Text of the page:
Is it me, or is this a lot of RAM being used?

Discussion in 'MacBook Pro' started by Chrsanthny5, Oct 28, 2013.

  1. Chrsanthny5 macrumors regular

    Sep 22, 2013
    I got a 16GB 13" rMBP model, and I only have ~3GB left usable (as I'm typing this). I only have iTunes playing music and Safari open, in its last minutes of a download.

    It seems that Safari is the main RAM hog, but almost 6GB? Is this normal? Or is there something wrong...


    Seems VERY extreme.:confused::eek:

    PS, I just restarted about an hour ago and these have been the only apps I've been running.
  2. eagandale4114 macrumors 65816


    May 20, 2011
    Mavericks uses a new Ram management system that will prefer to keep things in the RAM will compress them if needed to create more space. Under this approach free RAM is wasted ram. Its really the swap used that you should be worrying about. If that gets too high, then something is wrong. That picture shows a perfectly fine mac.
  3. Chrsanthny5 thread starter macrumors regular

    Sep 22, 2013
    Okay, thanks.
    I thought swapping occurred @ 24GB on a 16GB system, and I see very minor swapping in that screenshot (none since). I'm wondering what i could've done to induce a swap... I haven't been doing anything crazy (yet :D)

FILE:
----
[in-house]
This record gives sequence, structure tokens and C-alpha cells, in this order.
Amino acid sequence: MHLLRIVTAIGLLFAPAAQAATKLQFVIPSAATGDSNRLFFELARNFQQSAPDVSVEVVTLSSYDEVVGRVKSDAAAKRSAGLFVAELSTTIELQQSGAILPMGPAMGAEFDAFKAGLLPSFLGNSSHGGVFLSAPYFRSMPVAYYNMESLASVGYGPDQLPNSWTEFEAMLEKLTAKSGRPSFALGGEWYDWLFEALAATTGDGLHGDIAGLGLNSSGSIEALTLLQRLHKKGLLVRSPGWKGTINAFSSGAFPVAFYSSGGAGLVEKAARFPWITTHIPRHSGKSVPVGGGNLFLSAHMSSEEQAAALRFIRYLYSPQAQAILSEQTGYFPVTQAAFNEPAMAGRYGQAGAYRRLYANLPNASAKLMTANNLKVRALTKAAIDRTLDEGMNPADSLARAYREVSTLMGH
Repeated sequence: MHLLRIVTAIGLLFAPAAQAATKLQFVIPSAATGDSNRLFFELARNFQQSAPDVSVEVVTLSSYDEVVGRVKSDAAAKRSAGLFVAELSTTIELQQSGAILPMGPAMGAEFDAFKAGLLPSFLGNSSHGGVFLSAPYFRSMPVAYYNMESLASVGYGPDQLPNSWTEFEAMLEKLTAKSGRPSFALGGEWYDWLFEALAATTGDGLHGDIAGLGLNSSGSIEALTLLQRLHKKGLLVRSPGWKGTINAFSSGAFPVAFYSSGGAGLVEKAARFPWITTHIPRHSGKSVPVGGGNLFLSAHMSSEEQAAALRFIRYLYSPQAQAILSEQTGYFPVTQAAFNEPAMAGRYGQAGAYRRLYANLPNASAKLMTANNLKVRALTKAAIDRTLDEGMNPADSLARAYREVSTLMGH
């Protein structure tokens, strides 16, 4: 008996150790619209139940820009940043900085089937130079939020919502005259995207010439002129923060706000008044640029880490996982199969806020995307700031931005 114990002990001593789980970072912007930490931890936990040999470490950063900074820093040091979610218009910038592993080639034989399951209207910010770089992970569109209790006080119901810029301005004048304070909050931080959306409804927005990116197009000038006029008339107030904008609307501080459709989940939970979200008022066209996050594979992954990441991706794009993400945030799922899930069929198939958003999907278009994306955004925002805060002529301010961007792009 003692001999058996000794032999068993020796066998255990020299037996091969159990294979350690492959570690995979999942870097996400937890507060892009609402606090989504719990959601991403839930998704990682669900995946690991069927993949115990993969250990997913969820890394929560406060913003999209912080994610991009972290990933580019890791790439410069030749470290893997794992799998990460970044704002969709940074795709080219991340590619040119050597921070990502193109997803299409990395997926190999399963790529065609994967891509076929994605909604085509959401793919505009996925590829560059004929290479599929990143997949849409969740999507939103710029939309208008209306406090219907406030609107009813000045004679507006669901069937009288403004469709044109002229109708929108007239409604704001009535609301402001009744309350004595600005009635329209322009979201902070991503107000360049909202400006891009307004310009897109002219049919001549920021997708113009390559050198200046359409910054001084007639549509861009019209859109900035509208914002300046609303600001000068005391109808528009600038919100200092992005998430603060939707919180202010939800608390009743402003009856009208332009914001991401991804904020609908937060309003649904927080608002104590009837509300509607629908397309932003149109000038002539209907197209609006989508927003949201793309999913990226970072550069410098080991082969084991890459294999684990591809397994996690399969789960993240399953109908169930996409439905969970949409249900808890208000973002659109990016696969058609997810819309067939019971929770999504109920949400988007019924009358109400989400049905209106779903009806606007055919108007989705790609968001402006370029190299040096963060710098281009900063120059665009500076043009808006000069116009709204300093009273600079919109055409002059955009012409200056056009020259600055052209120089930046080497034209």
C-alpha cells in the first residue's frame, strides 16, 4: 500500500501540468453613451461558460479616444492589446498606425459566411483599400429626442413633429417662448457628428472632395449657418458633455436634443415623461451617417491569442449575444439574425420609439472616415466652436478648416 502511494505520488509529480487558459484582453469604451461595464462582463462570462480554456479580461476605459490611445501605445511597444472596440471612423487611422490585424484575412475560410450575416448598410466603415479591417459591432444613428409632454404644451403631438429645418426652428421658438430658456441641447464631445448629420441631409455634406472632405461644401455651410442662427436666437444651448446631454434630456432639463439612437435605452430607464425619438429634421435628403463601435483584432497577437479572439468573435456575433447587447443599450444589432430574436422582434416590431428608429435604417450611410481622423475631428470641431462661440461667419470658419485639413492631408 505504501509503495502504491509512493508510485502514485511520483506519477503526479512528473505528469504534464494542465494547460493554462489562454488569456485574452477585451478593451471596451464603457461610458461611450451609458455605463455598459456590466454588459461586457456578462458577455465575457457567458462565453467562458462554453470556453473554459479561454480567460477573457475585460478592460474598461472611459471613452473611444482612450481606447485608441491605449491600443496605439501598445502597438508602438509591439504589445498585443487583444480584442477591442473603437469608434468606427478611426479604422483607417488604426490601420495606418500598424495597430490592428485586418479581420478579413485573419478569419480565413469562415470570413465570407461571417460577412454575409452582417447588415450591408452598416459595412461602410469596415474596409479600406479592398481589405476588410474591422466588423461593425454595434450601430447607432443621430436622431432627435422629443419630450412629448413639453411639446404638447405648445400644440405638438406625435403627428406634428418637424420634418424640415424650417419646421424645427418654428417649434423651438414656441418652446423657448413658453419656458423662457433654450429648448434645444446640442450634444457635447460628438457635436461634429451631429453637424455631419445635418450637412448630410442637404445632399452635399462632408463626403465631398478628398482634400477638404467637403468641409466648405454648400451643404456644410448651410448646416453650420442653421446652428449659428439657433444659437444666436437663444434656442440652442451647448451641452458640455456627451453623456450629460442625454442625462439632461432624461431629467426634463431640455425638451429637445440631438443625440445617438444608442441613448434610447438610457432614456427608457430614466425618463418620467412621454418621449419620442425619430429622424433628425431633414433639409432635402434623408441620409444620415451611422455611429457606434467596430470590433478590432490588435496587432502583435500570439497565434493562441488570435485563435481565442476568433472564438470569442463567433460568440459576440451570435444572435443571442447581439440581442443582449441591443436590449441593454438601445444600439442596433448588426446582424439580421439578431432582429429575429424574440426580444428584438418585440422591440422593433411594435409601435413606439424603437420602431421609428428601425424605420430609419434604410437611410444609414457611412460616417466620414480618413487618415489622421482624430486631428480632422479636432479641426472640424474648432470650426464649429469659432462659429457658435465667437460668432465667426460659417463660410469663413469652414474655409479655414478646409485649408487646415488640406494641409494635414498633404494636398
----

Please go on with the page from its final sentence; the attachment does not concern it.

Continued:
but I'll trust you, since you most likely know more about this than me:apple:
  4. Branskins macrumors 65816

    Dec 8, 2008
    It is important to look at the "Memory Pressure" graph now. If you hover your cursor over the graph, it says "Memory pressure is an indicator of the system's ability to meet the memory requirements of the user's activities. Higher memory pressure indicates the system is reaching its limits, and performance may degrade".

    Mavericks manages memory a little differently. It will compress inactive memory to make more room for other applications if more memory is needed. It should then swap that compressed memory if it needs more memory. It is faster and more efficient to swap this compressed memory (since it takes up less space).

    Basically: look at your memory pressure now too. Since it is low, the system is operating as it should, compressing memory and swapping some to keep as much in memory in possible. If the graph goes really high, then your system is having a hard time keeping up (which it is not here).

    Hover your cursor over each box and it will give you some nice tooltips

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